That evening got off to a brilliant start with the American premiere of Carter’s very last work, the gnomic Epigrams—12 separate short pieces, several less than a minute long, arranged by the composer into a coherent and bewitching unity. It’s Carter’s only piano trio, and is dedicated to Aimard, who played it first at the Aldeburgh Festival in England this past June. At Tanglewood he was joined by two impressive young string players—violinist Sarah Silver and cellist Michael Dahlberg—from the New Fromm Players, the elite alumni group of former Tanglewood Fellows who excel in contemporary music. The brief opening Epigram is the last section Carter ever completed, and ends on a vehemently definitive chord. The second and third Epigrams take us into eerie high harmonics and a restless scurrying reminiscent of Carter’s breakthrough 1951 First String Quartet. The ninth Epigram has a marvelously pixilated piano solo, which Aimard dug into, and the eleventh is one of Carter’s soulful threnodies for strings. The final Epigram ends with another classic Carter gesture—two quiet pizzicatos on the cello followed by one on the violin, as if to say, “Well, that’s it.”
Such an economical, inventive, playful, colorful, and touching farewell. Sometimes less really is more.
And sometimes more is more. The festival opened with a gripping and heroic performance of the Carter First String Quartet (1951)—more confident, perhaps, than exploratory—played by a quartet of New Fromm Players, including Silver and Dahlberg, violinist Matthew Leslie Santana, and violist Jocelin Pan. At some 45 minutes, this is Carter’s longest single work, not counting his one opera and the epic Symphonia, which he assembled from three pieces that were originally performed separately.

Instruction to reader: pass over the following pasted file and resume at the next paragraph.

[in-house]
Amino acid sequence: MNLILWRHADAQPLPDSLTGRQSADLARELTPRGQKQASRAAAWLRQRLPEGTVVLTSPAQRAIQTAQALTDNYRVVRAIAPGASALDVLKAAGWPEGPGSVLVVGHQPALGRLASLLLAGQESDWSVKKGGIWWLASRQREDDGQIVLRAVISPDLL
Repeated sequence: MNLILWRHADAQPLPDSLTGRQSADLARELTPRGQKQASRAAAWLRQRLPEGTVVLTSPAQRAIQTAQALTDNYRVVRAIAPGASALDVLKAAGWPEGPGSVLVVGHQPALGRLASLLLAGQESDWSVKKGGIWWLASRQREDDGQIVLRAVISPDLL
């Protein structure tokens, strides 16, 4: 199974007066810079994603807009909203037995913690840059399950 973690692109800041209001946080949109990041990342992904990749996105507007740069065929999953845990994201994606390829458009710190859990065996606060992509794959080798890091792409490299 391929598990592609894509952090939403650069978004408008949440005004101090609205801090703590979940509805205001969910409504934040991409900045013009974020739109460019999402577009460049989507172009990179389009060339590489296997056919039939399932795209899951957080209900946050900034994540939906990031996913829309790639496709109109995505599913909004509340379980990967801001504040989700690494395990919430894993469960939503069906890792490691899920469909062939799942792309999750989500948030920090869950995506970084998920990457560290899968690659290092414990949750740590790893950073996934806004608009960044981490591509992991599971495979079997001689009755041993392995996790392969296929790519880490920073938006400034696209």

Here Carter consolidated his profound experiments with time, what came to be known as “metrical modulation,” which is something like each player proceeding at a separate and continually changing tempo, while some underlying element of a central pulse remains constant. Its four movements have only two pauses, which come not at the ends of movements but within them, so even entire movements are syncopated. Carter, a New Yorker, wrote the quartet when he was spending a year near the Sonora Desert in Arizona, and on one level it’s a musical depiction of the desert, especially the scurrying creatures (the fast movement is marked “Scorrevole”) and the eerie stillness. The Adagio is one of the great slow movements in all of music—time itself seems to stop. The desert becomes a metaphor for the deepest inward contemplation. Carter said his structure was influenced by Jean Cocteau’s film Blood of the Poet, which opened and closed with a collapsing smokestack, while everything in between took place in the split second between the opening and closing shots. In the quartet, the opening violin solo and closing cello solo become similar antipodes, a continuum momentarily interrupted (for nearly 45 minutes) by what is merely a split second in psychological time. This was the one extended instrumental piece in the festival that remained riveting throughout its considerable length.